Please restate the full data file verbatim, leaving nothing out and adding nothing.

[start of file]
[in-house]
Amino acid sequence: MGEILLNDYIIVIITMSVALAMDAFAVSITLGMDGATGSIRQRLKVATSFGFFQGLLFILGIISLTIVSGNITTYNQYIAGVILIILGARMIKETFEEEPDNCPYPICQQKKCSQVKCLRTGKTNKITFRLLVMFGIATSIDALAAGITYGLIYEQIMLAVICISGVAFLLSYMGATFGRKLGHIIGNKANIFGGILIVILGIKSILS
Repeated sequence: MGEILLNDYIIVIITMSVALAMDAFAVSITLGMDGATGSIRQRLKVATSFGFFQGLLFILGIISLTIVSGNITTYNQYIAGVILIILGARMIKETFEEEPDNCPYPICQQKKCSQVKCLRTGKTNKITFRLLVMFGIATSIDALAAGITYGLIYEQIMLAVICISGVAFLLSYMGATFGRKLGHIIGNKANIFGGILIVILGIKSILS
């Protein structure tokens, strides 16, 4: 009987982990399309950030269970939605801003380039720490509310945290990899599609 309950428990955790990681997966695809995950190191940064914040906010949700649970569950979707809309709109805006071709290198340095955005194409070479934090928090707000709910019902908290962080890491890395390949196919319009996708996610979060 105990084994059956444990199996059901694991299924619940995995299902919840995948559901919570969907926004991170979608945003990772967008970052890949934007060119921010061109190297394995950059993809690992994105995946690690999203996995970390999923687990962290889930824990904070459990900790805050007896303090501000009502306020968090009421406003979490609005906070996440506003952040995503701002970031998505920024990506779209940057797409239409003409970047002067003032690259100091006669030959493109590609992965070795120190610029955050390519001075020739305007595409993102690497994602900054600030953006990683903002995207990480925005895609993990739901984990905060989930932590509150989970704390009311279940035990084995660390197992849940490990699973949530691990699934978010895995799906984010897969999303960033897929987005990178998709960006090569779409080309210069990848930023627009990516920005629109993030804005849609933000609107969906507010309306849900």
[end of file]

[in-house]
Amino acid sequence: MGEILLNDYIIVIITMSVALAMDAFAVSITLGMDGATGSIRQRLKVATSFGFFQGLLFILGIISLTIVSGNITTYNQYIAGVILIILGARMIKETFEEEPDNCPYPICQQKKCSQVKCLRTGKTNKITFRLLVMFGIATSIDALAAGITYGLIYEQIMLAVICISGVAFLLSYMGATFGRKLGHIIGNKANIFGGILIVILGIKSILS
Repeated sequence: MGEILLNDYIIVIITMSVALAMDAFAVSITLGMDGATGSIRQRLKVATSFGFFQGLLFILGIISLTIVSGNITTYNQYIAGVILIILGARMIKETFEEEPDNCPYPICQQKKCSQVKCLRTGKTNKITFRLLVMFGIATSIDALAAGITYGLIYEQIMLAVICISGVAFLLSYMGATFGRKLGHIIGNKANIFGGILIVILGIKSILS
């Protein structure tokens, strides 16, 4: 009987982990399309950030269970939605801003380039720490509310945290990899599609 309950428990955790990681997966695809995950190191940064914040906010949700649970569950979707809309709109805006071709290198340095955005194409070479934090928090707000709910019902908290962080890491890395390949196919319009996708996610979060 105990084994059956444990199996059901694991299924619940995995299902919840995948559901919570969907926004991170979608945003990772967008970052890949934007060119921010061109190297394995950059993809690992994105995946690690999203996995970390999923687990962290889930824990904070459990900790805050007896303090501000009502306020968090009421406003979490609005906070996440506003952040995503701002970031998505920024990506779209940057797409239409003409970047002067003032690259100091006669030959493109590609992965070795120190610029955050390519001075020739305007595409993102690497994602900054600030953006990683903002995207990480925005895609993990739901984990905060989930932590509150989970704390009311279940035990084995660390197992849940490990699973949530691990699934978010895995799906984010897969999303960033897929987005990178998709960006090569779409080309210069990848930023627009990516920005629109993030804005849609933000609107969906507010309306849900």